A developmental study of the own-age face recognition bias in children

This source preferred by Peter Arabaci Hills

Authors: Hills, P.J.

Journal: Developmental psychology

Volume: 48

Pages: 499

Publisher: American Psychological Association

This data was imported from PubMed:

Authors: Hills, P.J.

Journal: Dev Psychol

Volume: 48

Issue: 2

Pages: 499-508

eISSN: 1939-0599

DOI: 10.1037/a0026524

The own-age bias is one in which people recognize faces of people their own age more accurately than faces of other ages (e.g., Anastasi & Rhodes, 2005, 2006) and appears to be, at least, partially based on experience (Harrison & Hole, 2009). Indeed, Hills and Lewis (2011a) have shown that 8-year-old faces are more accurately recognized by 8-year-old children than by 6- or 11-year-old children, suggesting the own-age bias develops rapidly. The present study explores the own-age bias in a developmental study in participants aged 6-10 years. Ninety participants (divided into 3 groups of 30 on the basis of their age at the first time of testing) undertook a standard old/new recognition paradigm in which their recognition accuracy was measured for 8- and 20-year-old faces. Results showed that when the participants were 8 years old, they recognized 8-year-old faces more accurately than when they were 7 or 9 years old. This effect was found to be based on mechanisms that differ from simple developmental improvement. This is the first study to show the development of the own-age bias in face recognition using a longitudinal design. These results show that the face recognition system is updated on the basis of recent experience and/or motivation to process faces, creating recognition biases.

This data was imported from Scopus:

Authors: Hills, P.J.

Journal: Developmental Psychology

Volume: 48

Issue: 2

Pages: 499-508

ISSN: 0012-1649

DOI: 10.1037/a0026524

The own-age bias is one in which people recognize faces of people their own age more accurately than faces of other ages (e.g., Anastasi & Rhodes, 2005, 2006) and appears to be, at least, partially based on experience (Harrison & Hole, 2009). Indeed, Hills and Lewis (2011a) have shown that 8-year-old faces are more accurately recognized by 8-year-old children than by 6- or 11-year-old children, suggesting the own-age bias develops rapidly. The present study explores the own-age bias in a developmental study in participants aged 6 -10 years. Ninety participants (divided into 3 groups of 30 on the basis of their age at the first time of testing) undertook a standard old/new recognition paradigm in which their recognition accuracy was measured for 8- and 20-year-old faces. Results showed that when the participants were 8 years old, they recognized 8-year-old faces more accurately than when they were 7 or 9 years old. This effect was found to be based on mechanisms that differ from simple developmental improvement. This is the first study to show the development of the own-age bias in face recognition using a longitudinal design. These results show that the face recognition system is updated on the basis of recent experience and/or motivation to process faces, creating recognition biases. © 2011 American Psychological Association.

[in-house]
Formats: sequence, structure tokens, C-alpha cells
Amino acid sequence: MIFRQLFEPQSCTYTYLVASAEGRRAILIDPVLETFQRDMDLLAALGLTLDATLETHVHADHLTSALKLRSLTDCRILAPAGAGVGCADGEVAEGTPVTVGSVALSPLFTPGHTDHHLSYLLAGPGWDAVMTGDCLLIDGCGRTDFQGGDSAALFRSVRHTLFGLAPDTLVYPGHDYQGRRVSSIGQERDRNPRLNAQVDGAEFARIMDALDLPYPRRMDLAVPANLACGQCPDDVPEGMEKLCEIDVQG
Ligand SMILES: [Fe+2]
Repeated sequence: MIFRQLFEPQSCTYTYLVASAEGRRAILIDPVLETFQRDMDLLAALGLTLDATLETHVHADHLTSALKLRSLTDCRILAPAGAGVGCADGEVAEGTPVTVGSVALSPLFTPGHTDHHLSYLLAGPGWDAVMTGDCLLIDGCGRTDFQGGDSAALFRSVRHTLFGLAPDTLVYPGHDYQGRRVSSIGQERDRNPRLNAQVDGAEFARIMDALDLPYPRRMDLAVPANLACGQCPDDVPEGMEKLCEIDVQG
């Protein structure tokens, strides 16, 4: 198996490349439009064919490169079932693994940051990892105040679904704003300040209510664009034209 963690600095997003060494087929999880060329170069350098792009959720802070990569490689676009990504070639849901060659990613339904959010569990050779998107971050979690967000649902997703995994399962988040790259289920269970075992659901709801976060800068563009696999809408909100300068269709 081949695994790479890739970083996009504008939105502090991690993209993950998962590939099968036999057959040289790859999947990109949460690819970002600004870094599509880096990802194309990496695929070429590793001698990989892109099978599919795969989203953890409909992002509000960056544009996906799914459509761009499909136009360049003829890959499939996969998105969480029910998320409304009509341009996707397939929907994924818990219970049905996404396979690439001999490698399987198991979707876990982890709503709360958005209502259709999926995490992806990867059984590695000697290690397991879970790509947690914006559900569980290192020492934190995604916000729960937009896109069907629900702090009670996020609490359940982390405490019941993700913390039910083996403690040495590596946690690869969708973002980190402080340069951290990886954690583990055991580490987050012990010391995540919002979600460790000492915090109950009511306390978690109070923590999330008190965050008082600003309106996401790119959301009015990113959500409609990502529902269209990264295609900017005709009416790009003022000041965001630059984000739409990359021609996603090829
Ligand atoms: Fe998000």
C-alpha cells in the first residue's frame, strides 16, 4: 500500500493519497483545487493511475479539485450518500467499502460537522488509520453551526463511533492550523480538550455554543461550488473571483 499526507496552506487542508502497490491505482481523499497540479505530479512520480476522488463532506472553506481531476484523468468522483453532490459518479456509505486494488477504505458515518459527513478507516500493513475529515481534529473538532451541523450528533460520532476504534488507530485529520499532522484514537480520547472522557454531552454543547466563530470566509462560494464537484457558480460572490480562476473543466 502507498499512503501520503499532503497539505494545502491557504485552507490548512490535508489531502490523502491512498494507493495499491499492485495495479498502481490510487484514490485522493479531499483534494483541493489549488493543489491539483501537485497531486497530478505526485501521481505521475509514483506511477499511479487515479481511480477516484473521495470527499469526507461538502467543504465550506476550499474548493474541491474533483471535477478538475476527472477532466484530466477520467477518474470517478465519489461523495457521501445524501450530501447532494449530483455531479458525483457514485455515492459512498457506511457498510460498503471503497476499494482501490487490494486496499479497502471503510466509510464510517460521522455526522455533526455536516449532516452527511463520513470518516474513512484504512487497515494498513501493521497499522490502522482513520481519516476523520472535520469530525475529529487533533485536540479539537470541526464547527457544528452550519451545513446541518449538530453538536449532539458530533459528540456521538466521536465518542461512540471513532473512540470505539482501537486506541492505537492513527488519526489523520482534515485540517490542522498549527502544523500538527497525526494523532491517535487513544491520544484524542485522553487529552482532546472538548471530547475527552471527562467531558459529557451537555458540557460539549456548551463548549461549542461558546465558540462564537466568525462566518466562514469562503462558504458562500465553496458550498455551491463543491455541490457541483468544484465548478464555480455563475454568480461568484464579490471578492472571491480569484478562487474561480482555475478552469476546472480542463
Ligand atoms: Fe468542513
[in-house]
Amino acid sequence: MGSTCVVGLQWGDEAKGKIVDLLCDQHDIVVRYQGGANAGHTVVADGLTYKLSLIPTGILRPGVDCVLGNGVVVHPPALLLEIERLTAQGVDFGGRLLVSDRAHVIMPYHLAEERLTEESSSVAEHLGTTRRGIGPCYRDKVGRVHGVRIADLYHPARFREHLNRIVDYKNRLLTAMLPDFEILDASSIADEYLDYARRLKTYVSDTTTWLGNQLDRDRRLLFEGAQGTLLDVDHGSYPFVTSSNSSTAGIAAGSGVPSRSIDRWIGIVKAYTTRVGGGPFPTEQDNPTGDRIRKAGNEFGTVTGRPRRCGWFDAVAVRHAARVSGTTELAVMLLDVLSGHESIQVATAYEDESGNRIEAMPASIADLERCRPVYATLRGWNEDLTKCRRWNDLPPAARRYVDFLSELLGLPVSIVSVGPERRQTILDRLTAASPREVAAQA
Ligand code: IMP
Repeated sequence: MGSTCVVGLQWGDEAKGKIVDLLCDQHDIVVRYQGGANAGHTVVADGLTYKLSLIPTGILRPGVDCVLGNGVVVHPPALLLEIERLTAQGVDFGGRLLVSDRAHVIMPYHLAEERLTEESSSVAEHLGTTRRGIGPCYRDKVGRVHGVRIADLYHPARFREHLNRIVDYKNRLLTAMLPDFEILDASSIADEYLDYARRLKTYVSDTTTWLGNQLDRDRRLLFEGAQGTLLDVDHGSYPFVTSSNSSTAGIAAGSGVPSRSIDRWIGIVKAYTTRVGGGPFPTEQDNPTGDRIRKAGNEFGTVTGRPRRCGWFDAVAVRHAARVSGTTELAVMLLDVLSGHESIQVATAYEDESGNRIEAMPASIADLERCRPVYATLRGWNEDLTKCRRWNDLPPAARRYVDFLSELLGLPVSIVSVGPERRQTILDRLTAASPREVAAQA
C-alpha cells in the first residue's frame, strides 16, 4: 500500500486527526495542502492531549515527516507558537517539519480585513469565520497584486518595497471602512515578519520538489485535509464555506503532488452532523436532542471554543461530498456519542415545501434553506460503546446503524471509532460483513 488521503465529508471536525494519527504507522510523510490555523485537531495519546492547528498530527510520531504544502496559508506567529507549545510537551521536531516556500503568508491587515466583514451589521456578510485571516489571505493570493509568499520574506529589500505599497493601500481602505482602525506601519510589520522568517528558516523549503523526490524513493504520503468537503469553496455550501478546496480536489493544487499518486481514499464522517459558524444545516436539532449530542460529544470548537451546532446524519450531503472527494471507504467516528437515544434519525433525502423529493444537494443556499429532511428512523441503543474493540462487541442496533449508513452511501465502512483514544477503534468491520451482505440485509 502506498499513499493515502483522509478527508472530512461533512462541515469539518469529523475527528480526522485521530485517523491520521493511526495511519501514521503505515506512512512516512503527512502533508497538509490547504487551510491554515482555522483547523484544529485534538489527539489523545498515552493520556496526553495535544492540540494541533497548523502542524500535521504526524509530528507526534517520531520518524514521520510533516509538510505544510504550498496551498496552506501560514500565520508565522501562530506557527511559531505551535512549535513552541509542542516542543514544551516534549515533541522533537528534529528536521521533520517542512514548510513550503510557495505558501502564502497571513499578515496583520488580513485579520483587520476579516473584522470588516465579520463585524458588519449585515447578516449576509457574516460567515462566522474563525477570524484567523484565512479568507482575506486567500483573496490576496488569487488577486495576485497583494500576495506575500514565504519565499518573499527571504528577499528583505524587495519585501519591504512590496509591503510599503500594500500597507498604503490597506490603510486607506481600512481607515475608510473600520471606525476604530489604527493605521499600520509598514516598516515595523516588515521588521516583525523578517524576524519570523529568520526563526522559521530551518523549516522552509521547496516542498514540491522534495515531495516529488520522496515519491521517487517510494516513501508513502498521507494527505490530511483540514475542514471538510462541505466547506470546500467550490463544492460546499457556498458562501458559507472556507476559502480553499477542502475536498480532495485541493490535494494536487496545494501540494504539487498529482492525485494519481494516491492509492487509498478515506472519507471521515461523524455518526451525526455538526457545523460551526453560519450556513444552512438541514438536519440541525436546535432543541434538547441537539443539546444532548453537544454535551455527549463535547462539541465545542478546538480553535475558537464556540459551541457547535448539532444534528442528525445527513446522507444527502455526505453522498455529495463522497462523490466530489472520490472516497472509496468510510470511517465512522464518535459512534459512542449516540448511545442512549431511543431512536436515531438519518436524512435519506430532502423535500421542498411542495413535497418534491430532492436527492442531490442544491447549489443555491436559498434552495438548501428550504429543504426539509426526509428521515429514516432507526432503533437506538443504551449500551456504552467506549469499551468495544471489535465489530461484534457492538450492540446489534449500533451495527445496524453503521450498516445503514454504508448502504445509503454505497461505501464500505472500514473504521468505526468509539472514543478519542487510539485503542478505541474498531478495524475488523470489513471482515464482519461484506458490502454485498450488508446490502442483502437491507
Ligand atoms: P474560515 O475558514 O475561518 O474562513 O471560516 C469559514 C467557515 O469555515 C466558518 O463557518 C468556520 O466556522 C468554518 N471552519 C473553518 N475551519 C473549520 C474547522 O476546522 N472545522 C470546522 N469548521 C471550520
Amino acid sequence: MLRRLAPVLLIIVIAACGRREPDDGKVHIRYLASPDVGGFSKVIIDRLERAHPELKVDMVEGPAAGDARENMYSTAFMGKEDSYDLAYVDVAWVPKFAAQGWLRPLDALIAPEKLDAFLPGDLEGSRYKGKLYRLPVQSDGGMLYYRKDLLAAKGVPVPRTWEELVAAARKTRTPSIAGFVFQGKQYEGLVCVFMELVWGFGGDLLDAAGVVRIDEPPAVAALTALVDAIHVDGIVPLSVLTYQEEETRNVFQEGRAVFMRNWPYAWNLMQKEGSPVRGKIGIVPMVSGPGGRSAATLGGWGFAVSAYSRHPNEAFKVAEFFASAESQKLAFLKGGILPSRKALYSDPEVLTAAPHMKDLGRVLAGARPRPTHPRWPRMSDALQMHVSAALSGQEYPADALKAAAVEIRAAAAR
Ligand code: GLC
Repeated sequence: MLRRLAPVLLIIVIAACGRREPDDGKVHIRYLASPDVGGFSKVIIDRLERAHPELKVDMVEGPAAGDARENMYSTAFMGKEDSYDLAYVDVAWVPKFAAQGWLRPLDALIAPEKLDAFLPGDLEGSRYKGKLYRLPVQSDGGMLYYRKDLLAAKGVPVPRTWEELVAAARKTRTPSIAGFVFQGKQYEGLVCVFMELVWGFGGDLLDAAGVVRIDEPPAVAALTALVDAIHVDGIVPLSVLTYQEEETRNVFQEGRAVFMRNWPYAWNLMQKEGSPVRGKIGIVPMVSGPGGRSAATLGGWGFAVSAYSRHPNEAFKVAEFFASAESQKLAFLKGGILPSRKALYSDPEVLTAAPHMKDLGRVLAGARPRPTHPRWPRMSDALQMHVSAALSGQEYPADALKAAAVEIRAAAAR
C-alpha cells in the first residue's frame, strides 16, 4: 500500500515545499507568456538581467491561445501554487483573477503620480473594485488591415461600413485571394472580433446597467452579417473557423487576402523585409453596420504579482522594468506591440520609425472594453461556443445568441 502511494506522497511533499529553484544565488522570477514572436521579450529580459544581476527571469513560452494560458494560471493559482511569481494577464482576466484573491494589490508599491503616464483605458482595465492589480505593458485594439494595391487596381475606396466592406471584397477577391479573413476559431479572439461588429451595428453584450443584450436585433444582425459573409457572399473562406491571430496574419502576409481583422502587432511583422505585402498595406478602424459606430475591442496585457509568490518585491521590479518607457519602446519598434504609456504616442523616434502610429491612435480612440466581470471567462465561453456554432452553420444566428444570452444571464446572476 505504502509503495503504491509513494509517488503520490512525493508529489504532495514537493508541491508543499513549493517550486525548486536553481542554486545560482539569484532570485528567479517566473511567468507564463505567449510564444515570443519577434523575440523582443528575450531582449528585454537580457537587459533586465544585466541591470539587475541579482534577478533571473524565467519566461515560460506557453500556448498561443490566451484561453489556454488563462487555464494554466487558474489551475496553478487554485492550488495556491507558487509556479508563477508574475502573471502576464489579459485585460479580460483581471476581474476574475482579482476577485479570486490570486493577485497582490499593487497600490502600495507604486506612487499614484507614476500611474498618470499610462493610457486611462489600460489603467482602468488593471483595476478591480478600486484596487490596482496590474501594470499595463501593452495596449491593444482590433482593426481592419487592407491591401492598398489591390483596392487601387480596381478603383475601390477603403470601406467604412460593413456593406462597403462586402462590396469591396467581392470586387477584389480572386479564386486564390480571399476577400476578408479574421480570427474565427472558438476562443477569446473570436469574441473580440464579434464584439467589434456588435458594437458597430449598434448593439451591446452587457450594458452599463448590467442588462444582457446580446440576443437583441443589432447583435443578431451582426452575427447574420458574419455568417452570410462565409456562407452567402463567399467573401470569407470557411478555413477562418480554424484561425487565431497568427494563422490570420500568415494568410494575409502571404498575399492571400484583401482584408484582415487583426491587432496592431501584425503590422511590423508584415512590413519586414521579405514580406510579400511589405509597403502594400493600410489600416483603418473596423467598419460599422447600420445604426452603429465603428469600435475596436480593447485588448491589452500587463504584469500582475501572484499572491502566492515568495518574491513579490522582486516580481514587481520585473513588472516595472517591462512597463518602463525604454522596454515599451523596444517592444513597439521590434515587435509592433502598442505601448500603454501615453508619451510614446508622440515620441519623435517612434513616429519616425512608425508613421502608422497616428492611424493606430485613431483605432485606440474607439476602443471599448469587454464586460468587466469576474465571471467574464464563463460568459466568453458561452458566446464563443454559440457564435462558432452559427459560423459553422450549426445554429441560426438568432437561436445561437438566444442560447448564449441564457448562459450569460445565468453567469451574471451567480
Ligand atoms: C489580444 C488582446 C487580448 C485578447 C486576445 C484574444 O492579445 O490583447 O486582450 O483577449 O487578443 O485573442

This data was imported from Europe PubMed Central:

Authors: Hills, P.J.

Journal: Developmental psychology

Volume: 48

Issue: 2

Pages: 499-508

eISSN: 1939-0599

ISSN: 0012-1649

The own-age bias is one in which people recognize faces of people their own age more accurately than faces of other ages (e.g., Anastasi & Rhodes, 2005, 2006) and appears to be, at least, partially based on experience (Harrison & Hole, 2009). Indeed, Hills and Lewis (2011a) have shown that 8-year-old faces are more accurately recognized by 8-year-old children than by 6- or 11-year-old children, suggesting the own-age bias develops rapidly. The present study explores the own-age bias in a developmental study in participants aged 6-10 years. Ninety participants (divided into 3 groups of 30 on the basis of their age at the first time of testing) undertook a standard old/new recognition paradigm in which their recognition accuracy was measured for 8- and 20-year-old faces. Results showed that when the participants were 8 years old, they recognized 8-year-old faces more accurately than when they were 7 or 9 years old. This effect was found to be based on mechanisms that differ from simple developmental improvement. This is the first study to show the development of the own-age bias in face recognition using a longitudinal design. These results show that the face recognition system is updated on the basis of recent experience and/or motivation to process faces, creating recognition biases.

The data on this page was last updated at 04:57 on June 24, 2019.